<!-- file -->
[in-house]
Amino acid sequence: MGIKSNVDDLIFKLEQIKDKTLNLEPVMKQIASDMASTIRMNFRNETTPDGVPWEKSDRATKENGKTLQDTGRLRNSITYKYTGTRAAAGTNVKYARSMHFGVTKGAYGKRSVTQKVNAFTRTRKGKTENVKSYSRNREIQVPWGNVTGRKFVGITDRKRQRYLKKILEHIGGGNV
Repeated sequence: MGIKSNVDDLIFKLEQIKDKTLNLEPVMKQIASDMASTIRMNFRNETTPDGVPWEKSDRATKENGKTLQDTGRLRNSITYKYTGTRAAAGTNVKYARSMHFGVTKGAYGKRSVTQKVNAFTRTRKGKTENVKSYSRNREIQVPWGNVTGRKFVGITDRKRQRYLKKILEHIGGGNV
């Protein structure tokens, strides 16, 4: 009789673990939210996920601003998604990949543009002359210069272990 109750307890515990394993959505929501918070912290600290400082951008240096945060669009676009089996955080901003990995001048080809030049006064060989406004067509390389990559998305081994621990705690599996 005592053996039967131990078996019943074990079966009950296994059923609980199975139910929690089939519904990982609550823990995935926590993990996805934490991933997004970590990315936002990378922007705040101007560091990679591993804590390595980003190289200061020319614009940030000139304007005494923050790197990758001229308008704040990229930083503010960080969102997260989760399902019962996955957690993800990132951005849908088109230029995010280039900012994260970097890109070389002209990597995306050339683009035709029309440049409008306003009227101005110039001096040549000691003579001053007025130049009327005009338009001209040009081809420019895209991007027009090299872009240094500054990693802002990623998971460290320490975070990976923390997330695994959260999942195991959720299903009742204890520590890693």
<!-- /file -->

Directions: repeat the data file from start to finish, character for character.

[in-house]
Amino acid sequence: MGIKSNVDDLIFKLEQIKDKTLNLEPVMKQIASDMASTIRMNFRNETTPDGVPWEKSDRATKENGKTLQDTGRLRNSITYKYTGTRAAAGTNVKYARSMHFGVTKGAYGKRSVTQKVNAFTRTRKGKTENVKSYSRNREIQVPWGNVTGRKFVGITDRKRQRYLKKILEHIGGGNV
Repeated sequence: MGIKSNVDDLIFKLEQIKDKTLNLEPVMKQIASDMASTIRMNFRNETTPDGVPWEKSDRATKENGKTLQDTGRLRNSITYKYTGTRAAAGTNVKYARSMHFGVTKGAYGKRSVTQKVNAFTRTRKGKTENVKSYSRNREIQVPWGNVTGRKFVGITDRKRQRYLKKILEHIGGGNV
């Protein structure tokens, strides 16, 4: 009789673990939210996920601003998604990949543009002359210069272990 109750307890515990394993959505929501918070912290600290400082951008240096945060669009676009089996955080901003990995001048080809030049006064060989406004067509390389990559998305081994621990705690599996 005592053996039967131990078996019943074990079966009950296994059923609980199975139910929690089939519904990982609550823990995935926590993990996805934490991933997004970590990315936002990378922007705040101007560091990679591993804590390595980003190289200061020319614009940030000139304007005494923050790197990758001229308008704040990229930083503010960080969102997260989760399902019962996955957690993800990132951005849908088109230029995010280039900012994260970097890109070389002209990597995306050339683009035709029309440049409008306003009227101005110039001096040549000691003579001053007025130049009327005009338009001209040009081809420019895209991007027009090299872009240094500054990693802002990623998971460290320490975070990976923390997330695994959260999942195991959720299903009742204890520590890693």